from the if-you-build-it-they-will-come dept
Despite being considered one of the technology capitals of the country, San Francisco and the Bay Area continue to suffer from a lack of broadband options — just like the rest of us sorry sods. If they’re lucky, most locals there still only have the option of one of two large ISPs: AT&T and Comcast. Both companies have a long, proud history of fighting competition tooth and nail, often by quite literally writing shitty state telecom law that ensures the status quo remains intact. Attempts to break through this logjam and bring faster, better broadband service to the city have seen decidedly mixed results.
Like most areas, ultra-fast next-generation broadband in particular is notably lacking. Some estimates suggest that just 2.6% of San Francisco residents have access to gigabit broadband service. Sonic CEO Dane Jasper, whose company is also busy deploying gigabit services to the Bay Area, tells me he believes those figures are stale and gigabit penetration rates in the city are closer to 17%. And while Google Fiber had tinkered with the idea of bringing fiber to the city, the company’s pivot to wireless has left that added avenue of competition up in the air.
Last week, numerous Mayors and city officials in California and Arizona penned a letter to AT&T CEO Randall Stephenson, complaining that not only is AT&T not upgrading many DSL customers to fiber, they’re not adequately maintaining existing copper (now that AT&T’s primary focus appears to be media, and acquiring Time Warner):
“All too many Californians and Nevadans have waited far too long for AT&T to build the high-speed broadband infrastructure promised to them,” the officials said in a letter to AT&T CEO Randall Stephenson. “Not only is AT&T failing to provide access to 21st-century high-speed connections to many communities, but it is also not maintaining the copper lines that are vital to landline phone access, 911 and emergency services and basic Internet service.”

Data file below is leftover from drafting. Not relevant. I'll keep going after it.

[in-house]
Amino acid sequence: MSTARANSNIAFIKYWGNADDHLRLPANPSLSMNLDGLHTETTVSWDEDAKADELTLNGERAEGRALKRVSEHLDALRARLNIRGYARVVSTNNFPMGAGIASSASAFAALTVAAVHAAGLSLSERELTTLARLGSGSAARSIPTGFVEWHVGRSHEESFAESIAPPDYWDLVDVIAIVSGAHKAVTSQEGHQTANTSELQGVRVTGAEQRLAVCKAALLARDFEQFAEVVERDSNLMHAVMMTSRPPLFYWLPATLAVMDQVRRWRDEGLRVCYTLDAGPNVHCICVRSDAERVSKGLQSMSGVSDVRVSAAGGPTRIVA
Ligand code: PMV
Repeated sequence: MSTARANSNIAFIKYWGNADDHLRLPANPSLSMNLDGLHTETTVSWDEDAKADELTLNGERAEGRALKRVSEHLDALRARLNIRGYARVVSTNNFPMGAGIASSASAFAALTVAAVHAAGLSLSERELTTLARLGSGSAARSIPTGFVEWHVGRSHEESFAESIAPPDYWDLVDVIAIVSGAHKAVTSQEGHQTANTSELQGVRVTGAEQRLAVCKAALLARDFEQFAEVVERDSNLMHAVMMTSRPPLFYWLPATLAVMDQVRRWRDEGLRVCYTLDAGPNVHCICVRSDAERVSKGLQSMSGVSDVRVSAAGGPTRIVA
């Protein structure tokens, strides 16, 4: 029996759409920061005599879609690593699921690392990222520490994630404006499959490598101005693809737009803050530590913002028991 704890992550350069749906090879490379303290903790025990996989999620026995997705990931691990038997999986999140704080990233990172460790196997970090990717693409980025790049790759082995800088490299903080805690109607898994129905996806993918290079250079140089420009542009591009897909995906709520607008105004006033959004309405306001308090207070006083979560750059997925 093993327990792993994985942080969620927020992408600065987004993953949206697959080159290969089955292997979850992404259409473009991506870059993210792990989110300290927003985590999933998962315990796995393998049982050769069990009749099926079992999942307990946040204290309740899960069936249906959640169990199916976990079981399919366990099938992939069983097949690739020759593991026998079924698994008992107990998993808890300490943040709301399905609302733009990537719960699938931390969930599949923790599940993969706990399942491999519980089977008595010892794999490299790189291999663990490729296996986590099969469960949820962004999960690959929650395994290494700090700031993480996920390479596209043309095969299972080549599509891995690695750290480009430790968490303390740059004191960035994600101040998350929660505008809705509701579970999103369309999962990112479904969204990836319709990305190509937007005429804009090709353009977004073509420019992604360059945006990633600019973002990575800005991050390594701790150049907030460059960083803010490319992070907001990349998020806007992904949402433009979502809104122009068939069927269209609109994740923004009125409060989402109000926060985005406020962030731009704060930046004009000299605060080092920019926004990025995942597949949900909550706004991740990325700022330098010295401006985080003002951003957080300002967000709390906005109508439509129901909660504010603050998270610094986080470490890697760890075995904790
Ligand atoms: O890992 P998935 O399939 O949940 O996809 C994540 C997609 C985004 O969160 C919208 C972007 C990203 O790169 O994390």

For most of the last fifteen years, bubbling under the surface of this dysfunction, a growing number of cities have decided to bypass broadband’s duopoly and just build next-generation, citywide broadband networks from scratch. That effort received renewed attention this week in San Francisco when the city announced it was convening a panel of “business, privacy and academic experts” to debate and discuss just what such a network would look like. On that panel will be Harvard Law School Professor Susan Crawford, who has been consistently at the forefront of criticizing this country’s broken broadband market.
The panel has been tasked with how best to build a network capable of delivering gigabit speeds at more reasonable prices:
In the coming months, the San Francisco Municipal Fiber Blue Ribbon Panel will conduct research and provide recommendations on the most efficient and effective ways to blanket the city with broadband, an effort that could cost up to $1 billion.
If it becomes reality, San Francisco would be the largest city in the country to implement citywide high-speed Internet. City officials are currently targeting speeds of 1 gigabit per second. The average Internet speed in the U.S. is 31 megabits per second according to the most recent data published by the Federal Communications Commission, so this could be about 30 times faster.
The problem is convincing people to pay for it. Seattle has spent the better part of the last fifteen years pondering its own network after being historically disappointed by ISPs like Comcast and CenturyLink. But locals have consistently shied away from funding such a massive project — especially given the city’s current focus on shoring up mass transit ahead of an ongoing population boom. Incumbent ISP lobbying also consistently tangles these efforts with disinformation and legal shenanigans, usually adding additional costs as the cities have to deal with lawsuits and other pay-to-play regulatory headaches.
We’ve long noted how while municipal broadband is often demonized, it’s a perfectly organic reaction to market failure — and if companies truly want to keep towns and cities from getting into the broadband business, the solution should be fairly obvious: provide better, cheaper broadband.